Yale researchers suggest race could impact quality of cancer care
A study from Yale School of Medicine says a person's race may impact the quality of cancer care they receive.
Researchers used a database that tracked 72% of the U.S. cancer population over 15 years. They found stark differences in the outcomes of Black patients with gastrointestinal cancers.
Senior study author Dr. Sajid Khan tell News 12 that African Americans are less likely to have an adequate number of lymph nodes removed. Black patients with certain types of cancer were found to have a nearly 30% lower chance of successful surgery.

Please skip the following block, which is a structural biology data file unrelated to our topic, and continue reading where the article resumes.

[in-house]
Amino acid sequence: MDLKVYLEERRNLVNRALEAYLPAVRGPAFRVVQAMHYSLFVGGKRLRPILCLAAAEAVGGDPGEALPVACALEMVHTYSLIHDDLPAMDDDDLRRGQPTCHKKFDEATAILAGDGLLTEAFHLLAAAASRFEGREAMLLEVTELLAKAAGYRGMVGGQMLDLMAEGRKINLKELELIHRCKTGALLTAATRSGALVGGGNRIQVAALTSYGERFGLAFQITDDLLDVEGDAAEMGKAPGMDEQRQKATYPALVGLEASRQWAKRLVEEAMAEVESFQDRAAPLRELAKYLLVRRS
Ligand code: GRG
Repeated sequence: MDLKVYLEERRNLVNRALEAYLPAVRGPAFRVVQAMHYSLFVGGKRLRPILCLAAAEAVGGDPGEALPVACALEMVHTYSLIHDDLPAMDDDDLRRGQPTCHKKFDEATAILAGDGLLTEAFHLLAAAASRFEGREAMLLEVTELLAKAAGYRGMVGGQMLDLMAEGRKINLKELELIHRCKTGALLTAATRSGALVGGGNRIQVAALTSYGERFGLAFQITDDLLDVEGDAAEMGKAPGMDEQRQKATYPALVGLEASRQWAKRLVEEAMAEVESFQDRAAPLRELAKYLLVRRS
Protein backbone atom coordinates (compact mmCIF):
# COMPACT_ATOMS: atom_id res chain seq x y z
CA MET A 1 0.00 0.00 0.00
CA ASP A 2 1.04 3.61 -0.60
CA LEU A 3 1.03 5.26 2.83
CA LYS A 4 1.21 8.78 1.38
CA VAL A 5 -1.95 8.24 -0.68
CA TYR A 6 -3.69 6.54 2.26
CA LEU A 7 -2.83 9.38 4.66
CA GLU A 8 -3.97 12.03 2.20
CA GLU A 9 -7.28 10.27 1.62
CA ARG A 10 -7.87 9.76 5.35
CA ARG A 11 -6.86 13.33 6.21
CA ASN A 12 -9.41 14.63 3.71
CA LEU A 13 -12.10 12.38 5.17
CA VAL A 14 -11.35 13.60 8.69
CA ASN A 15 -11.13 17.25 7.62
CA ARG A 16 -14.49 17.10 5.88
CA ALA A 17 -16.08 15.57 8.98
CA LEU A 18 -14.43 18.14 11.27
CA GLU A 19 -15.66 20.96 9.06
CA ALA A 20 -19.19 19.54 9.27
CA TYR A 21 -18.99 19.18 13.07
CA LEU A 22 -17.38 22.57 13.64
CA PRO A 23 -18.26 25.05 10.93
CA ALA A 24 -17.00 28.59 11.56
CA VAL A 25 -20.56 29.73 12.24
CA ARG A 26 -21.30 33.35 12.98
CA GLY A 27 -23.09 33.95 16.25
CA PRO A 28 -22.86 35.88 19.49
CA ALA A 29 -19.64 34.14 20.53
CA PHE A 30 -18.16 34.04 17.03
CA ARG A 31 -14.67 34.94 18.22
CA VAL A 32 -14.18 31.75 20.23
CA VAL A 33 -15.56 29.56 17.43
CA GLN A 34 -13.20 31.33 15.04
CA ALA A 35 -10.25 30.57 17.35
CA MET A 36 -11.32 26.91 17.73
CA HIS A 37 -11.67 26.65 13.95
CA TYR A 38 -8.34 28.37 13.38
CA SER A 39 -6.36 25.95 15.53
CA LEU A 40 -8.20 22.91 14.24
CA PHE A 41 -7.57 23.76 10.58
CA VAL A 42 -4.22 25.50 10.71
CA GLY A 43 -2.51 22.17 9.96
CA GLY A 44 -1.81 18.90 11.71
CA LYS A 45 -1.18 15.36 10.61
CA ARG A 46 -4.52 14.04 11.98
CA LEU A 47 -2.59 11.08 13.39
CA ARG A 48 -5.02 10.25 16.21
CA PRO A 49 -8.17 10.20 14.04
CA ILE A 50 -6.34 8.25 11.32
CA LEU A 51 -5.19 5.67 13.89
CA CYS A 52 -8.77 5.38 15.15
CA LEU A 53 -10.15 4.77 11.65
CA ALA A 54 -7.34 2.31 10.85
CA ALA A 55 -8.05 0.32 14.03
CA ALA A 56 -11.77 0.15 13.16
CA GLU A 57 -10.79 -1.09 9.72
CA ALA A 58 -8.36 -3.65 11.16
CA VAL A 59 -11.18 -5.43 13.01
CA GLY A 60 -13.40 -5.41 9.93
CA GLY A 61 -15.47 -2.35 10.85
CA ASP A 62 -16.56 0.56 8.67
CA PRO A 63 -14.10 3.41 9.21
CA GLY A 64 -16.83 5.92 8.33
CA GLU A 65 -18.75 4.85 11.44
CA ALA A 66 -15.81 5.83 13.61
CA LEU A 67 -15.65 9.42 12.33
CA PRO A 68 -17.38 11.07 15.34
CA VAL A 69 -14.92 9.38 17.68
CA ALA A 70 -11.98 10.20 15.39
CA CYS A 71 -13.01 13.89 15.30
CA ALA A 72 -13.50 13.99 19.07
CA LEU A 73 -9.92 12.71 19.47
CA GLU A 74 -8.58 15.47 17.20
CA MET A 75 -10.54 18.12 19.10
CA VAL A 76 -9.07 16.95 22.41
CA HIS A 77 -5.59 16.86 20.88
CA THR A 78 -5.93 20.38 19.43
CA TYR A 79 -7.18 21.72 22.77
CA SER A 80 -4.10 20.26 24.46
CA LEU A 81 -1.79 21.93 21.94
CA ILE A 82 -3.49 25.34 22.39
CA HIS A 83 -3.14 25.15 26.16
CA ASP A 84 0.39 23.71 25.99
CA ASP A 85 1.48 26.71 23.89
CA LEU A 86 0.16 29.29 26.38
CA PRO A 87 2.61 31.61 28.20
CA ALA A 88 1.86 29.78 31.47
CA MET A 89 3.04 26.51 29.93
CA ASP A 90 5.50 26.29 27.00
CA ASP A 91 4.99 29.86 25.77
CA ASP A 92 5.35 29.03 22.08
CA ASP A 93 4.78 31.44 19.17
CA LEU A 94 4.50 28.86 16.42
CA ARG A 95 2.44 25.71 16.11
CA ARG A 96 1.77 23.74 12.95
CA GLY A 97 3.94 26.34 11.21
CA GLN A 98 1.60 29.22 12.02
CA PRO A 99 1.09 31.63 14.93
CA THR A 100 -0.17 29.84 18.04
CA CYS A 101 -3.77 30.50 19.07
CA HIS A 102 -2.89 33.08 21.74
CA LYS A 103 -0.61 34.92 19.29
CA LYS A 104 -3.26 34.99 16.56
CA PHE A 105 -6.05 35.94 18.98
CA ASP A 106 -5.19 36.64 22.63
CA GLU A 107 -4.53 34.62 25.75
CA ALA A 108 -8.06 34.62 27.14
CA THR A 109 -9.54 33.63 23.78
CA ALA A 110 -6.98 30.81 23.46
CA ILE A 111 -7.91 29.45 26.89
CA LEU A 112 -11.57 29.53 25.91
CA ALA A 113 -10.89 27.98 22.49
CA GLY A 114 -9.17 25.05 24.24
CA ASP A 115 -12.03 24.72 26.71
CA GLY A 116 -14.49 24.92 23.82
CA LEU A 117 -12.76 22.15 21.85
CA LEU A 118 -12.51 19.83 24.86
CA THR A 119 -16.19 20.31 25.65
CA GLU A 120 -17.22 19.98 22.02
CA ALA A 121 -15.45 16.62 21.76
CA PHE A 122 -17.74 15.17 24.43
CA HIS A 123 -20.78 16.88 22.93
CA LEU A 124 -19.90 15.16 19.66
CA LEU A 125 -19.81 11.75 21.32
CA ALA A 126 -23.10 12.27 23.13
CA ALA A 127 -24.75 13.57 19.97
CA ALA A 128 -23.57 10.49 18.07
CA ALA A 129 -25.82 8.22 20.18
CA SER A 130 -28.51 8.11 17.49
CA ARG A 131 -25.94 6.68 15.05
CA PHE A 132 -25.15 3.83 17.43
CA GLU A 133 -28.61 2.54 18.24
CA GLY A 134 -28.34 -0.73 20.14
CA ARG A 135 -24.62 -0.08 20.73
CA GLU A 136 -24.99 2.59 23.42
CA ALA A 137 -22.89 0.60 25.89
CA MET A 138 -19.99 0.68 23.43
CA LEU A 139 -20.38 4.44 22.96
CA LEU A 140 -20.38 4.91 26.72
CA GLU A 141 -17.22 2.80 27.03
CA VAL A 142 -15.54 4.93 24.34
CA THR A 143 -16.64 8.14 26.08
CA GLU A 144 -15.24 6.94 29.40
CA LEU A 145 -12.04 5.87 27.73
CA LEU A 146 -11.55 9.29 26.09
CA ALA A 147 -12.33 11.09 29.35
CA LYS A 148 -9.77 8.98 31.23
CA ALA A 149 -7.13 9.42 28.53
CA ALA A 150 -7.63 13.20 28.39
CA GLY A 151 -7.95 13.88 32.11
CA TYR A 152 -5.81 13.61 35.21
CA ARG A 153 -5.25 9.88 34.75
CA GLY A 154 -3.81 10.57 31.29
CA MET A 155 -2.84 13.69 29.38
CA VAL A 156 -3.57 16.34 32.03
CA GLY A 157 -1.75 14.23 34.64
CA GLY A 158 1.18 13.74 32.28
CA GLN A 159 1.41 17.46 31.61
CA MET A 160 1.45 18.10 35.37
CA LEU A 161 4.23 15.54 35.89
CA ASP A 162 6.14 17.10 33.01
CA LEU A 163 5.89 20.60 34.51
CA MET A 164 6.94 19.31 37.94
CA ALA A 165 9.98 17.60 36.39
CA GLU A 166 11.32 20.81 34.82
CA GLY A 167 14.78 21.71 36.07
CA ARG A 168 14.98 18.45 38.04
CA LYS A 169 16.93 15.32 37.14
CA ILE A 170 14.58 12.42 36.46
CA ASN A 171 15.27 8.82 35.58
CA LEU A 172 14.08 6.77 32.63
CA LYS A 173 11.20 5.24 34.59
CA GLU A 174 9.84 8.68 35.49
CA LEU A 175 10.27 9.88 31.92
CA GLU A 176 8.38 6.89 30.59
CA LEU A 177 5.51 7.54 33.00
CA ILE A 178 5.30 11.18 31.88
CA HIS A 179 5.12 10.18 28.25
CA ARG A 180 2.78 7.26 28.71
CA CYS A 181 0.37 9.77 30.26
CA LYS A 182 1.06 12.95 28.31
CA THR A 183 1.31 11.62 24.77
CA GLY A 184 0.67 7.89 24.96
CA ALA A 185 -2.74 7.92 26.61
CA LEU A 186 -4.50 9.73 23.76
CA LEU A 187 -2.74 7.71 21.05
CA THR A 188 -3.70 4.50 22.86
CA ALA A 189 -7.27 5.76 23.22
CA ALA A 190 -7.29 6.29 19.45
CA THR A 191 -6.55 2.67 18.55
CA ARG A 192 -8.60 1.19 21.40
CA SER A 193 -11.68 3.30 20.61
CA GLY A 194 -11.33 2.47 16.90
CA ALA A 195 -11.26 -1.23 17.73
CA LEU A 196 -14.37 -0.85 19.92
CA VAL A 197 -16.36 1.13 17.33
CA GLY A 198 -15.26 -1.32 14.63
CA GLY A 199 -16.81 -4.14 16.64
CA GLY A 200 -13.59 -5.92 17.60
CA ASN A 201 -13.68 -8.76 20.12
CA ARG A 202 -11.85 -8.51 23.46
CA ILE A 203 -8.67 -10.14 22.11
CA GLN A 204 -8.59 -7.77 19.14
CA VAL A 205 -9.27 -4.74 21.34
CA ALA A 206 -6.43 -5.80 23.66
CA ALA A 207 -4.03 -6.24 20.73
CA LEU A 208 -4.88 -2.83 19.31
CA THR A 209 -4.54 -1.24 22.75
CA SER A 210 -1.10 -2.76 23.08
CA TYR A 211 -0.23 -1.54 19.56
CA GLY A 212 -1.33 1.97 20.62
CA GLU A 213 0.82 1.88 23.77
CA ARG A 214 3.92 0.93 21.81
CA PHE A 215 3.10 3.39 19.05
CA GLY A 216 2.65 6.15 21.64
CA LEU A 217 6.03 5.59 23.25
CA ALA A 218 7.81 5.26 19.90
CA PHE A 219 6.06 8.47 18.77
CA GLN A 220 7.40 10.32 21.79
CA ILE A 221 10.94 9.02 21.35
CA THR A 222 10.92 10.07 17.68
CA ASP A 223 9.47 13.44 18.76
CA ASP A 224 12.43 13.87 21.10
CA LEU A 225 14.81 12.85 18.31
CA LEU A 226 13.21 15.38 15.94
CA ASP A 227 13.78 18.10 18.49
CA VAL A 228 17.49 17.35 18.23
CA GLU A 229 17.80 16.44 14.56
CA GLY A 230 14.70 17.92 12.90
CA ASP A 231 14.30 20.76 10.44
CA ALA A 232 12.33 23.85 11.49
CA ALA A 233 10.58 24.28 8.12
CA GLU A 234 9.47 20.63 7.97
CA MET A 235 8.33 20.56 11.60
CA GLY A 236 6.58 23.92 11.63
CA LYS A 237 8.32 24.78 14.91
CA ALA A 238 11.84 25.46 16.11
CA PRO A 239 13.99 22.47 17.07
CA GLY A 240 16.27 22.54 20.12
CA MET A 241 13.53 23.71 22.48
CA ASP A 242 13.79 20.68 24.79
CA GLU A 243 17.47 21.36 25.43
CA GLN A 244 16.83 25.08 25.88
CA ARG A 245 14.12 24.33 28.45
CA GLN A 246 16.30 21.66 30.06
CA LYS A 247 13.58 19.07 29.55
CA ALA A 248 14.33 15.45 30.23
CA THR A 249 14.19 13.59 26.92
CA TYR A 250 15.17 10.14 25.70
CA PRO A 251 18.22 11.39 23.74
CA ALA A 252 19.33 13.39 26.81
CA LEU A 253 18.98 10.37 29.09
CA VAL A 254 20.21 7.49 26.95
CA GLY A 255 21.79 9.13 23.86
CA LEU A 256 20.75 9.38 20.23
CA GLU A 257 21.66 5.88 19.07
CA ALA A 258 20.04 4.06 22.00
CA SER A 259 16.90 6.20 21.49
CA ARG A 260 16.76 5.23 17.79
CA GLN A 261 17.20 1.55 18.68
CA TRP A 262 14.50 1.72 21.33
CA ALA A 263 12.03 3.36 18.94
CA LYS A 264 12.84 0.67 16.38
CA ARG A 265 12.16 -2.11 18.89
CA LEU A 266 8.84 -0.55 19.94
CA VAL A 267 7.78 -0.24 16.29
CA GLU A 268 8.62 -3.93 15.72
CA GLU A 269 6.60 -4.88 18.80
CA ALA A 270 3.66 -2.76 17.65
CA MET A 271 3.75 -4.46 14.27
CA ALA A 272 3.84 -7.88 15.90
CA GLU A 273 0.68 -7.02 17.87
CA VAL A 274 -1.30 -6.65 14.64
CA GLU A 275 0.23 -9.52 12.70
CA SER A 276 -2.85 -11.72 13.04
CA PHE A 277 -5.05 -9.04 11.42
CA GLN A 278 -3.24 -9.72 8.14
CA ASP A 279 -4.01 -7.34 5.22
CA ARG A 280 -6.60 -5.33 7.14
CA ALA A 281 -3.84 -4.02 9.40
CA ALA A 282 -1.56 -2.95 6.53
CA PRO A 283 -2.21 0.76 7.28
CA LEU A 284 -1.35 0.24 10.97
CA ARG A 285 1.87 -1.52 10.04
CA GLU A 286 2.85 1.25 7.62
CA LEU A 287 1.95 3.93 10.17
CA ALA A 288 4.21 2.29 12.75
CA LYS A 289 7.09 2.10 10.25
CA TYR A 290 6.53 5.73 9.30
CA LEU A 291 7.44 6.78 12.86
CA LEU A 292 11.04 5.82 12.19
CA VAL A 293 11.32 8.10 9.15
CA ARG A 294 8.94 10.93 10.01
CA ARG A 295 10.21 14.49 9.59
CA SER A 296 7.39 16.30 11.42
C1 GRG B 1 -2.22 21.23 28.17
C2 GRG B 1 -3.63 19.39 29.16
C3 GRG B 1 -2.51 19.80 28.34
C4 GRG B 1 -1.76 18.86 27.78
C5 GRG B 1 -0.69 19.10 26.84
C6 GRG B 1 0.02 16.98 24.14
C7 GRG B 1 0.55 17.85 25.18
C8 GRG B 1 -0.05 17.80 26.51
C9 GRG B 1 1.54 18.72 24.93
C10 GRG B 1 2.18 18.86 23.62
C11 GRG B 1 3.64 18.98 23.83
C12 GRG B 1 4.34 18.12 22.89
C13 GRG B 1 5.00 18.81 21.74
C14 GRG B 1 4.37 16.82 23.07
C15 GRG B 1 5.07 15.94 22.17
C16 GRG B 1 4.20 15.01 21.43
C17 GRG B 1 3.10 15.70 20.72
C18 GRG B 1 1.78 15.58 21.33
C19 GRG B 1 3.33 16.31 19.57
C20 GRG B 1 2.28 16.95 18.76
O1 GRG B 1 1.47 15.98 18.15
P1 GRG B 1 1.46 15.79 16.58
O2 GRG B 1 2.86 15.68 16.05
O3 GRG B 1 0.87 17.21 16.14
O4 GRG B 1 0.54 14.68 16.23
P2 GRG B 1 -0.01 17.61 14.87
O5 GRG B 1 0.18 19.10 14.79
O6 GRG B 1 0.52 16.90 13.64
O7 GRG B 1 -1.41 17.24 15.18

Khan says African Americans are twice as likely not to be given indicated radiation treatments after surgery.
The study also showed a similar difference in outcomes for Native American patients compared to white patients.
Khan says while it's difficult to explain where the disparity comes from, implicit bias from health care provides is a likely factor.